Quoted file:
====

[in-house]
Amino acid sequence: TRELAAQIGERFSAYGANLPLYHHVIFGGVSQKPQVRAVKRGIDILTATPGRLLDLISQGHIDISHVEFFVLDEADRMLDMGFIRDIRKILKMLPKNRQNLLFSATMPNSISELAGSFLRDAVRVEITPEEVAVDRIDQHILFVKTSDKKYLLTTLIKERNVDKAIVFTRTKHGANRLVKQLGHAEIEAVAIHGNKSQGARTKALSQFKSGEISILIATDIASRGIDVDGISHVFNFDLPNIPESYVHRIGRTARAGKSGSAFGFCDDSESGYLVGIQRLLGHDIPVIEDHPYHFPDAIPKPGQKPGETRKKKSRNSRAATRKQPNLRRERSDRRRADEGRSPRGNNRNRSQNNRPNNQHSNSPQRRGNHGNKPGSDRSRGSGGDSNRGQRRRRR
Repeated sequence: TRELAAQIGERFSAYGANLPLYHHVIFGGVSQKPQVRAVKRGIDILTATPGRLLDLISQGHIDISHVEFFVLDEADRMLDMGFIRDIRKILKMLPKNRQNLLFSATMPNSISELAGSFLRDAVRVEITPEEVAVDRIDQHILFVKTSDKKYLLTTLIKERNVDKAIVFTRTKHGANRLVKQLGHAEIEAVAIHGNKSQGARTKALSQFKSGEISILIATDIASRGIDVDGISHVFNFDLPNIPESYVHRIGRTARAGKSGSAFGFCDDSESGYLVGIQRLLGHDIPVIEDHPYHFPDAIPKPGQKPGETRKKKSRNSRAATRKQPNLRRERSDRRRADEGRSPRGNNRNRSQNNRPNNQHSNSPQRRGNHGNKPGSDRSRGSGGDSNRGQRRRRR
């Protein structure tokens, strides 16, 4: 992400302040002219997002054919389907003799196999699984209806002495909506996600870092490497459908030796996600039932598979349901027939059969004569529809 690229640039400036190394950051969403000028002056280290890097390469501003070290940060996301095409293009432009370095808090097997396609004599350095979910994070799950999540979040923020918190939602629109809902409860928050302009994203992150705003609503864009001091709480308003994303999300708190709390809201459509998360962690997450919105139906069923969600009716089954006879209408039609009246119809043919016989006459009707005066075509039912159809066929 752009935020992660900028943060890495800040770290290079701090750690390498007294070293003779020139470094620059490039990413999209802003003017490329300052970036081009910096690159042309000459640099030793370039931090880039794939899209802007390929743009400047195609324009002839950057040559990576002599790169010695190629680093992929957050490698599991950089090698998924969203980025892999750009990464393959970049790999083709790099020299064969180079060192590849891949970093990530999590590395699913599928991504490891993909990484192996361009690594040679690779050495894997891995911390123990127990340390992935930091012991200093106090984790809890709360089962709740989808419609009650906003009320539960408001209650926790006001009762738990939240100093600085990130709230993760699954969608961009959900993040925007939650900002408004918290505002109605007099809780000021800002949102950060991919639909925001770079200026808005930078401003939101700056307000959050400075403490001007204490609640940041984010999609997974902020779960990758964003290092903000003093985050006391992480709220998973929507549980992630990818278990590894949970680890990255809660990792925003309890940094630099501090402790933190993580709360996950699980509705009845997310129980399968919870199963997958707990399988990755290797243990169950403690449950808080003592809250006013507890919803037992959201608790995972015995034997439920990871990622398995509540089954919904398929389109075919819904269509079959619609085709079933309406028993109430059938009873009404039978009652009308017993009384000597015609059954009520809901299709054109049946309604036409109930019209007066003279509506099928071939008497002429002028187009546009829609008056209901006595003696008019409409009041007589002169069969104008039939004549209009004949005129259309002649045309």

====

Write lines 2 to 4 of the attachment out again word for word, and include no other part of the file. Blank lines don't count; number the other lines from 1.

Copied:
Amino acid sequence: TRELAAQIGERFSAYGANLPLYHHVIFGGVSQKPQVRAVKRGIDILTATPGRLLDLISQGHIDISHVEFFVLDEADRMLDMGFIRDIRKILKMLPKNRQNLLFSATMPNSISELAGSFLRDAVRVEITPEEVAVDRIDQHILFVKTSDKKYLLTTLIKERNVDKAIVFTRTKHGANRLVKQLGHAEIEAVAIHGNKSQGARTKALSQFKSGEISILIATDIASRGIDVDGISHVFNFDLPNIPESYVHRIGRTARAGKSGSAFGFCDDSESGYLVGIQRLLGHDIPVIEDHPYHFPDAIPKPGQKPGETRKKKSRNSRAATRKQPNLRRERSDRRRADEGRSPRGNNRNRSQNNRPNNQHSNSPQRRGNHGNKPGSDRSRGSGGDSNRGQRRRRR
Repeated sequence: TRELAAQIGERFSAYGANLPLYHHVIFGGVSQKPQVRAVKRGIDILTATPGRLLDLISQGHIDISHVEFFVLDEADRMLDMGFIRDIRKILKMLPKNRQNLLFSATMPNSISELAGSFLRDAVRVEITPEEVAVDRIDQHILFVKTSDKKYLLTTLIKERNVDKAIVFTRTKHGANRLVKQLGHAEIEAVAIHGNKSQGARTKALSQFKSGEISILIATDIASRGIDVDGISHVFNFDLPNIPESYVHRIGRTARAGKSGSAFGFCDDSESGYLVGIQRLLGHDIPVIEDHPYHFPDAIPKPGQKPGETRKKKSRNSRAATRKQPNLRRERSDRRRADEGRSPRGNNRNRSQNNRPNNQHSNSPQRRGNHGNKPGSDRSRGSGGDSNRGQRRRRR
């Protein structure tokens, strides 16, 4: 992400302040002219997002054919389907003799196999699984209806002495909506996600870092490497459908030796996600039932598979349901027939059969004569529809 690229640039400036190394950051969403000028002056280290890097390469501003070290940060996301095409293009432009370095808090097997396609004599350095979910994070799950999540979040923020918190939602629109809902409860928050302009994203992150705003609503864009001091709480308003994303999300708190709390809201459509998360962690997450919105139906069923969600009716089954006879209408039609009246119809043919016989006459009707005066075509039912159809066929 752009935020992660900028943060890495800040770290290079701090750690390498007294070293003779020139470094620059490039990413999209802003003017490329300052970036081009910096690159042309000459640099030793370039931090880039794939899209802007390929743009400047195609324009002839950057040559990576002599790169010695190629680093992929957050490698599991950089090698998924969203980025892999750009990464393959970049790999083709790099020299064969180079060192590849891949970093990530999590590395699913599928991504490891993909990484192996361009690594040679690779050495894997891995911390123990127990340390992935930091012991200093106090984790809890709360089962709740989808419609009650906003009320539960408001209650926790006001009762738990939240100093600085990130709230993760699954969608961009959900993040925007939650900002408004918290505002109605007099809780000021800002949102950060991919639909925001770079200026808005930078401003939101700056307000959050400075403490001007204490609640940041984010999609997974902020779960990758964003290092903000003093985050006391992480709220998973929507549980992630990818278990590894949970680890990255809660990792925003309890940094630099501090402790933190993580709360996950699980509705009845997310129980399968919870199963997958707990399988990755290797243990169950403690449950808080003592809250006013507890919803037992959201608790995972015995034997439920990871990622398995509540089954919904398929389109075919819904269509079959619609085709079933309406028993109430059938009873009404039978009652009308017993009384000597015609059954009520809901299709054109049946309604036409109930019209007066003279509506099928071939008497002429002028187009546009829609008056209901006595003696008019409409009041007589002169069969104008039939004549209009004949005129259309002649045309």